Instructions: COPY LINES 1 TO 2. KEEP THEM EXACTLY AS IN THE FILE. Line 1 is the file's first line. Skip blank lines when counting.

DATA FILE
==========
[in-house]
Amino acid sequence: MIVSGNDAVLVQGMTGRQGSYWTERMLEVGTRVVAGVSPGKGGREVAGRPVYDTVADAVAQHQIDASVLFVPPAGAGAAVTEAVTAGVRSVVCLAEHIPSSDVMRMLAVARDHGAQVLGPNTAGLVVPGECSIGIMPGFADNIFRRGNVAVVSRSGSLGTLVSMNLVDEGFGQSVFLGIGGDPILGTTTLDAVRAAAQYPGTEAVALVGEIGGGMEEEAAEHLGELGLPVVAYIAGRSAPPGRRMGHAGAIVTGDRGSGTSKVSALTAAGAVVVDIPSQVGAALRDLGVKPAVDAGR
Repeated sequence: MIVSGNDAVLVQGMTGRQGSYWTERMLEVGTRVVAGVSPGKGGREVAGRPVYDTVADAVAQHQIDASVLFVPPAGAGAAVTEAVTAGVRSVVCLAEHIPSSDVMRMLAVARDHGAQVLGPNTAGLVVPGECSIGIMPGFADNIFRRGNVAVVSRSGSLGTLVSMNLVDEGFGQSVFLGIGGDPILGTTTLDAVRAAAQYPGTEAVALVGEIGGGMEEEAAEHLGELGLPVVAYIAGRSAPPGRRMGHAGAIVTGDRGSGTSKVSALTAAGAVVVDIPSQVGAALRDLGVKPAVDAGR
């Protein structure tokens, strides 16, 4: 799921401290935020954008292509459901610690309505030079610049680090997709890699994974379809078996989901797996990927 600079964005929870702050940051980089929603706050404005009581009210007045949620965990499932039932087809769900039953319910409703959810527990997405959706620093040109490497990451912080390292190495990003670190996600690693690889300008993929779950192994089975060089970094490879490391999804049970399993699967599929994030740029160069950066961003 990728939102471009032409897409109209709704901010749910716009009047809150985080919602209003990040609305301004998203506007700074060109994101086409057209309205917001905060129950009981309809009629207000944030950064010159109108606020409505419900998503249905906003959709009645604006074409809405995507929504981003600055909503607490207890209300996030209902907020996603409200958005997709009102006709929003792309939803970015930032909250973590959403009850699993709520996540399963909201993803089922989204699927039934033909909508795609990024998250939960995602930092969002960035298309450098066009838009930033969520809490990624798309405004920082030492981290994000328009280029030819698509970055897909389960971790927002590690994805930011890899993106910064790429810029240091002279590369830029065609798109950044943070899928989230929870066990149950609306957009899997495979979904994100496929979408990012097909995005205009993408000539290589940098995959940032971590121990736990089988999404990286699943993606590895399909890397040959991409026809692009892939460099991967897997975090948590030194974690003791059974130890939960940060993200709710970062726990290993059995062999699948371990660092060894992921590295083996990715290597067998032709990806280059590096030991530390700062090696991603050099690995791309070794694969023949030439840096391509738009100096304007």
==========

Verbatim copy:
[in-house]
Amino acid sequence: MIVSGNDAVLVQGMTGRQGSYWTERMLEVGTRVVAGVSPGKGGREVAGRPVYDTVADAVAQHQIDASVLFVPPAGAGAAVTEAVTAGVRSVVCLAEHIPSSDVMRMLAVARDHGAQVLGPNTAGLVVPGECSIGIMPGFADNIFRRGNVAVVSRSGSLGTLVSMNLVDEGFGQSVFLGIGGDPILGTTTLDAVRAAAQYPGTEAVALVGEIGGGMEEEAAEHLGELGLPVVAYIAGRSAPPGRRMGHAGAIVTGDRGSGTSKVSALTAAGAVVVDIPSQVGAALRDLGVKPAVDAGR